Hay que elegir entre defender “cómo han sido las cosas siempre” o posicionarnos para prosperar bajo nuevas condiciones globales. Debemos ser proactivos y estar dispuestos a negociar. Sobre todo, debemos abandonar el juego de asignar culpa que nos atrapa en una espiral descendente sin fin, incluso cuando tenemos toda la convicción de la verdad.

La frontera que más me llama la atención es el río Torola. Las familias se rompen a diario cuando un padre o madre deja el norte de Morazán para buscar oportunidades de trabajo en otro lugar. Los jóvenes huyen cuando su nombre aparece en una lista de exterminio, tal vez con razón, tal vez no. Las dificultades económicas ocurren cuando las personas pagan un sobreprecio de hasta 15 veces más de lo que usted y yo pagamos por un boleto de avión para hacer el viaje. No todos logran sobrevivir el viaje. La mayoría de las mujeres pagan extra con sus cuerpos y su dignidad. Una vez allá, viven en las sombras, sin derechos ni estatus legal. Lo siento, pero esa es la realidad de cómo opera la inmigración ilegal. ¡Esa no es la solución por más que se retuerza a la imaginación!

Si los deseos fueran peces … estaríamos construyendo soluciones.

Ron Brenneman

If wishes were fishes…


If wishes were fishes.. Or what I wish were the talking points in the immigration debate.

If building a solution is actually to be part of the current debate on immigration, we should be looking at long term strategies and actions that would diminish the pressure to migrate and lessen the quagmire that only serves to stoke the flames of political conflict.

As I posted in July 2014 in Politically Competent, “The “plight of the children” is in fact very real. But have we had a part in creating the crisis because we refuse to respond to any other stimulus?” It would seem to be clear that we have not progressed in this respect.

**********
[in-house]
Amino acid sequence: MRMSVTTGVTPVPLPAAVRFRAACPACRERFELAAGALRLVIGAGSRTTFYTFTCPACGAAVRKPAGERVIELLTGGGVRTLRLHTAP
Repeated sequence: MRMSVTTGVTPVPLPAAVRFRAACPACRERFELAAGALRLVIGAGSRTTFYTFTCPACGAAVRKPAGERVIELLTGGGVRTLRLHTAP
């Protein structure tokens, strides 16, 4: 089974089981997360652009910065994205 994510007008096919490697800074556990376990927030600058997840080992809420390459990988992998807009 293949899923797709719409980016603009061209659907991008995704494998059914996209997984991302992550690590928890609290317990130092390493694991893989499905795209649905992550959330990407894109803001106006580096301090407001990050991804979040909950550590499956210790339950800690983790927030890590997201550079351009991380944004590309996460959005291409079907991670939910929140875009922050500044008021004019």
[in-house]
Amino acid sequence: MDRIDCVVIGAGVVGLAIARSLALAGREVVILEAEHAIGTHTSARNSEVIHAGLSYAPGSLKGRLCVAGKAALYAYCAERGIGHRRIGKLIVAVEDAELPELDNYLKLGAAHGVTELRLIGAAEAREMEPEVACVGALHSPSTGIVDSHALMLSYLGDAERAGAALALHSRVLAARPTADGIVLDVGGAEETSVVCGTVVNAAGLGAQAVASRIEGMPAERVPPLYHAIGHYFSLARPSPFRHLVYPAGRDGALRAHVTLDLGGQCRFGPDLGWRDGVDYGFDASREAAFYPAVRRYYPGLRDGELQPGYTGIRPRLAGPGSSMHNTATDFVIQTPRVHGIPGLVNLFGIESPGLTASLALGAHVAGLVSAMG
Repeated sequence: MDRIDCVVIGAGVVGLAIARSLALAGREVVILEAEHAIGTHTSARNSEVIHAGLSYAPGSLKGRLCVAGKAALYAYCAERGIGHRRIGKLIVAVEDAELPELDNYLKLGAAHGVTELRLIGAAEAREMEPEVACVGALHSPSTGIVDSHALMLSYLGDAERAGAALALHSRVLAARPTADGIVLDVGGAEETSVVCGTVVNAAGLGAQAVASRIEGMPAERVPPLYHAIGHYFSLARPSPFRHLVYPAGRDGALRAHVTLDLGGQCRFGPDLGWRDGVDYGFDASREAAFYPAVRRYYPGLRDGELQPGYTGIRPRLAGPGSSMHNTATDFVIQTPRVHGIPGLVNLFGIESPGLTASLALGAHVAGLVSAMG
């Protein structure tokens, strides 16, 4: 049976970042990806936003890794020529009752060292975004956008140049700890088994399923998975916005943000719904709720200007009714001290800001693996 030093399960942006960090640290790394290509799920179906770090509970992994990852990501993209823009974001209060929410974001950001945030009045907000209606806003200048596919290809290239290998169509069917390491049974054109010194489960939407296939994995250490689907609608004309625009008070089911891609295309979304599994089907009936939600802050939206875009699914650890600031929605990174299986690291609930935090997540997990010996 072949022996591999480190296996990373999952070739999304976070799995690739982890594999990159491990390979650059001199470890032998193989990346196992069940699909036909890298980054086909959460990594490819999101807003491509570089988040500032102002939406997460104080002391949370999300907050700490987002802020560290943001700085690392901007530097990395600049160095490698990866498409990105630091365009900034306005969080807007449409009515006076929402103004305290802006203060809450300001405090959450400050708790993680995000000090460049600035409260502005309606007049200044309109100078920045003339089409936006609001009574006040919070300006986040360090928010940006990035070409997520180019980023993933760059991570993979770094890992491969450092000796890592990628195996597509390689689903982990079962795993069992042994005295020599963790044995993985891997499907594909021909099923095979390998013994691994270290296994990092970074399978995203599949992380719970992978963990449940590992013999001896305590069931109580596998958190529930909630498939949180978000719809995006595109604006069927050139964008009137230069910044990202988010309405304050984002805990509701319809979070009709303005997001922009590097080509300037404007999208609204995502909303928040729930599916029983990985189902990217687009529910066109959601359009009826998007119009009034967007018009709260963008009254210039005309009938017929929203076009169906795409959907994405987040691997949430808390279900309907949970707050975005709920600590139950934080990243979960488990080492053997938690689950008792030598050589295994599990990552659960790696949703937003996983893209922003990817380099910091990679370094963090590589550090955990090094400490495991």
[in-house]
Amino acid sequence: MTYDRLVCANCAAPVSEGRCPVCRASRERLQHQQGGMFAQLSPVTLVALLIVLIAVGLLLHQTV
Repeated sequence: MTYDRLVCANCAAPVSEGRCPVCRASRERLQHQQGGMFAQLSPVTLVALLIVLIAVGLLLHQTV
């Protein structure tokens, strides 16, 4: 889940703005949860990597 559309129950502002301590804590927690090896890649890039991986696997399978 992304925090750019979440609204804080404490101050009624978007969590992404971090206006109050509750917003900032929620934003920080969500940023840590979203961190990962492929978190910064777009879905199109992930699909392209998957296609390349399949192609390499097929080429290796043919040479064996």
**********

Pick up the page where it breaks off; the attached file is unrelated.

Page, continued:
I do confess my hesitancy to enter in the fray on this issue at this time, given the emotional pitch it has reached. Nevertheless, and against all better judgement and council, I am compelled to speak to the immigration issue, once again, and from my particular perspective. By way of introduction, my point of view comes from living and working during the past 35 years in El Salvador, 22 of those years in northern Morázan, a major point of origin for illegal migration to the USA. I have friends and former employees who have taken the route north in search of opportunity and I know children who have gone through the cages on route to reunite with their parents.

We sorely need to start looking at alternatives to traditional illegal immigration. The current Guest Worker Program is a good place to start. Why are we not looking how to modify that program for mutual benefit? Everyone I know, without an exception, has gone to the USA with the idea of finding gainful employment for a few years and to return home. The current program is limited in scope and in duration. As the US economy improves and unemployment drops, the job market will tend to open up, with opportunity in construction, manufacturing and other services (I see the senior care field as a real opportunity). Could we not negotiate better conditions and then actually prepare trained technicians for specific industries? The objective of the Guest Worker Program is to allow for the entry of those needed for industry but to guarantee they will not being staying on indefinitely. To hold a job under those conditions and to be able to travel freely to see family at home would greatly reduce both illegal immigration status and the ensuing fracturing of families which motivates the sending of unaccompanied minors on the extremely dangerous journey north.

The other rather obvious pivotal point is looking at the conditions in the home country, in this case El Salvador, that provoke high levels of illegal migration. Lack of economic opportunity, gang violence and extorsion are cited as major factors in making the decision to go north. The recent announcement by Jeff Sessions, the US General Attorney, that domestic and gang violence would generally not be accepted as grounds for asylum cases has basically closed down the avenue that recently has been the most recent major motivation for migration. This returns the responsibility of those conditions squarely back on the Salvadoran government.